Many sources will tell you that you cannot negotiate for a discount on your auto insurance rates. Your insurance company wants you to think that you cannot negotiate for a discount on your auto insurance rates. But that is not true. You can — you just need to know-how.
What We'll Cover
- Figure Out What Coverage You Need
- Minimum Bodily Injury Liability and Property Damage Liability
- Uninsured Motorists and Collision Coverage
- Medical Payments and Personal Injury Protection
- Low-Hanging Fruit
- Car-Related Discounts
- Affiliation Discounts
- Personal Trait Discounts
- Driver History Discounts
- Customer Loyalty Discounts
- Policy-Related Discounts
- Gather Competitive Intelligence
- Time to Negotiate
- Sample Questions for Directing the Conversation
While the party line from insurance companies is that they do not negotiate their rates, it can be done with a bit of perseverance. This article will provide you with the information and tips you need to negotiate with an auto insurance provider.
Figure Out What Coverage You Need
Before you pick up the phone and try to haggle with your auto insurance company, you need to do some homework. You cannot negotiate for a reduction in the cost of your coverage if you do not have a good understanding of what type of coverage you need and how much.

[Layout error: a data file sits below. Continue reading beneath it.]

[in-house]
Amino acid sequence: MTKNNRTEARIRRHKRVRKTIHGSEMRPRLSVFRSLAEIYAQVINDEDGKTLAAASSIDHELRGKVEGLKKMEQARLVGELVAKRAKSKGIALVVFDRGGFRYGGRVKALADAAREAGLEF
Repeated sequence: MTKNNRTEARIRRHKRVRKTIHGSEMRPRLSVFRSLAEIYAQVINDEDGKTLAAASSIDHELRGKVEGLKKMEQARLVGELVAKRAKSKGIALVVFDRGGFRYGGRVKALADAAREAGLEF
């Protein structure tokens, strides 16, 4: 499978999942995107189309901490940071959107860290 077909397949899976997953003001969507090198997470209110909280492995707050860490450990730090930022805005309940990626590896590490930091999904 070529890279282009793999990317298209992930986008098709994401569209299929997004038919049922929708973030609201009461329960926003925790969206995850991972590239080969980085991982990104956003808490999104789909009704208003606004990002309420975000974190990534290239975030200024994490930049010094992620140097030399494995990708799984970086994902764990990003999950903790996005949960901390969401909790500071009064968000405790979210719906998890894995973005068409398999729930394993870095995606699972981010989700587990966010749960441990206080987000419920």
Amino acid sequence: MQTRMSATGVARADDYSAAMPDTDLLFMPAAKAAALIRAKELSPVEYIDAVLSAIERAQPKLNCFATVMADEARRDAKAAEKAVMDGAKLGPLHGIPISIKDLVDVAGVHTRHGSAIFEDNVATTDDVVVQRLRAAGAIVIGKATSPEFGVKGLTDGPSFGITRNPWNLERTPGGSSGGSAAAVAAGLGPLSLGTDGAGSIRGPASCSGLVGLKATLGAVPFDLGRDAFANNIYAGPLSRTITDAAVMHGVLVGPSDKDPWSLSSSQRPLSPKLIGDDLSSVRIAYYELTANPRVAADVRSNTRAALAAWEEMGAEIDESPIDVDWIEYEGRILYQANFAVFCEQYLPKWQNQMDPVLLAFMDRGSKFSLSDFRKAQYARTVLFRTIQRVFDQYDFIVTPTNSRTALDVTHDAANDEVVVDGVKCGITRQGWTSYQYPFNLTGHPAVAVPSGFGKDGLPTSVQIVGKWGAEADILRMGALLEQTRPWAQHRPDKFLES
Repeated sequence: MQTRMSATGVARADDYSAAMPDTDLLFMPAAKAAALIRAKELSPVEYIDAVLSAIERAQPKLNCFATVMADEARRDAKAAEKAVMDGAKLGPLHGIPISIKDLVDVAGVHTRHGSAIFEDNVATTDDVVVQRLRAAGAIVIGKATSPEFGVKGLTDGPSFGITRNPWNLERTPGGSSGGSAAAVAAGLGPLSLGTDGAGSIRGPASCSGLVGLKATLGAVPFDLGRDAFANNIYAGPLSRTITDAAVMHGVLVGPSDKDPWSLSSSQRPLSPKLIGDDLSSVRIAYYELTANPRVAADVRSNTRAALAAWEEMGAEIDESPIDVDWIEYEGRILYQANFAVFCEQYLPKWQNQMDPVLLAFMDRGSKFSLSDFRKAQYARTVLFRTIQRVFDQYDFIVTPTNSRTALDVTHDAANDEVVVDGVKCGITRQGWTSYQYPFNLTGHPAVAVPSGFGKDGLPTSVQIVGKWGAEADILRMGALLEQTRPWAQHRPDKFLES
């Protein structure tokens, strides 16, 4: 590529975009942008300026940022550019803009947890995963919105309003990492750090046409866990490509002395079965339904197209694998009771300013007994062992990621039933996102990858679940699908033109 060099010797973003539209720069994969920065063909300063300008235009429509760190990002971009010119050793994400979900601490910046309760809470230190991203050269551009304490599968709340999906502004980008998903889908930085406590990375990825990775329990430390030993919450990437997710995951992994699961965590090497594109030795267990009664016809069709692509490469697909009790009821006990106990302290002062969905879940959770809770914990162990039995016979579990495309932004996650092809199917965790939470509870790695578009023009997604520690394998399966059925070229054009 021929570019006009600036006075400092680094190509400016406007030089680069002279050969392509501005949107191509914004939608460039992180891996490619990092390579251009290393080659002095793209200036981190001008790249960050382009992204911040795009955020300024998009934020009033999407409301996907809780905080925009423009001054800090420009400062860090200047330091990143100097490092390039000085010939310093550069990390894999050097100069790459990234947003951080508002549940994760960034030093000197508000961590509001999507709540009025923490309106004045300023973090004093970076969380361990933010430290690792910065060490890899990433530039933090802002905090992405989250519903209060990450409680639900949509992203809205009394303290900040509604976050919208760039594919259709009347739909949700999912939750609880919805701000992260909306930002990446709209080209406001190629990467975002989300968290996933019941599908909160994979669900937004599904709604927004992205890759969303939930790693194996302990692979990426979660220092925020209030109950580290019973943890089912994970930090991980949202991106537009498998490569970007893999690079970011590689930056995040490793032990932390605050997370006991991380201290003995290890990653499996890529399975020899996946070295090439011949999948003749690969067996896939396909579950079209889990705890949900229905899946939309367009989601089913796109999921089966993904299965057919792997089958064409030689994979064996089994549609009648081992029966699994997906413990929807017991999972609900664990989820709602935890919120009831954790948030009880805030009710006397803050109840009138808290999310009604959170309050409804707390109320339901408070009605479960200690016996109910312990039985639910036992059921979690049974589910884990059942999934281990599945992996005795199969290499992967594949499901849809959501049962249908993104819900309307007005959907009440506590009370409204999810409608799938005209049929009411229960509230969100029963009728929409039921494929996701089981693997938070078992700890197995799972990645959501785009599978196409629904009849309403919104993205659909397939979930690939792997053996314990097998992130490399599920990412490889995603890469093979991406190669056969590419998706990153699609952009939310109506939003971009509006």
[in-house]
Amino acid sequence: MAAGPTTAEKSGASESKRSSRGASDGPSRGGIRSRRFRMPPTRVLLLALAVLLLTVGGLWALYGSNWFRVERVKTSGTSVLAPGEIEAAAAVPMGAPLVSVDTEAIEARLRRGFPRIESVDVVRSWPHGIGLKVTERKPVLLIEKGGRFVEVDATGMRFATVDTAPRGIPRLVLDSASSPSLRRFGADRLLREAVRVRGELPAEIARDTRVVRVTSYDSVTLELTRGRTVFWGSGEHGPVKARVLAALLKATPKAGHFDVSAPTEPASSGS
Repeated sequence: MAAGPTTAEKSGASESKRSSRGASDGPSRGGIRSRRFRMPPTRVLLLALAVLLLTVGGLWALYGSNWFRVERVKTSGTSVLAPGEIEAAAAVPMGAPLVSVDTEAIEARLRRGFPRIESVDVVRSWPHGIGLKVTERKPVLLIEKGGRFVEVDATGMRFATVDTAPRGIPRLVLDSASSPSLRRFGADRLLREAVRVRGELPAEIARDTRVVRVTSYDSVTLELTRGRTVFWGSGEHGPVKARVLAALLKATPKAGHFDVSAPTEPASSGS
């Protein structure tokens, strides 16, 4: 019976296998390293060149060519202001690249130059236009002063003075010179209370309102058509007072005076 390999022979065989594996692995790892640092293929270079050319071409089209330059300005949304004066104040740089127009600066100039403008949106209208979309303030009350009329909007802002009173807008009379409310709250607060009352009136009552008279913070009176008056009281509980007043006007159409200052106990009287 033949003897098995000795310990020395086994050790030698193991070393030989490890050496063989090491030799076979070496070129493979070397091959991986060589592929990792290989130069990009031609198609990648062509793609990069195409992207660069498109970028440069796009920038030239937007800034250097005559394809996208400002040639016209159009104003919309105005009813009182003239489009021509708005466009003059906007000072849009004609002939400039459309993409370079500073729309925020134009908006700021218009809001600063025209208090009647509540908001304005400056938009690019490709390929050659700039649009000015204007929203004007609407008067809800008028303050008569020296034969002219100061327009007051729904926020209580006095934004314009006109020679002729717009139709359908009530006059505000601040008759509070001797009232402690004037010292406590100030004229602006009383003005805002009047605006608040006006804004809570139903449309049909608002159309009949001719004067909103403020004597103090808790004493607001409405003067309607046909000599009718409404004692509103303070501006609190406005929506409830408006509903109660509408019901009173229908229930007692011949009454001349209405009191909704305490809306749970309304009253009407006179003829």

Minimum Bodily Injury Liability and Property Damage Liability
Many states have a requirement that says a person needs to maintain a minimum amount of bodily injury liability coverage. These liability requirements include bodily injury liability per person and per accident.
Typical amounts are:
- $25,000 per person
- $50,000 per accident
However, they can be as high as $50,000 per person and $100,000 per accident.
Most states also require at least a minimum amount of property damage liability coverage. The typical amount is $20,000 to $25,000.
Uninsured Motorists and Collision Coverage
Some states require that you carry coverage for protection if you get into an accident with someone who does not have their own insurance and cannot pay for your medical bills and property damage.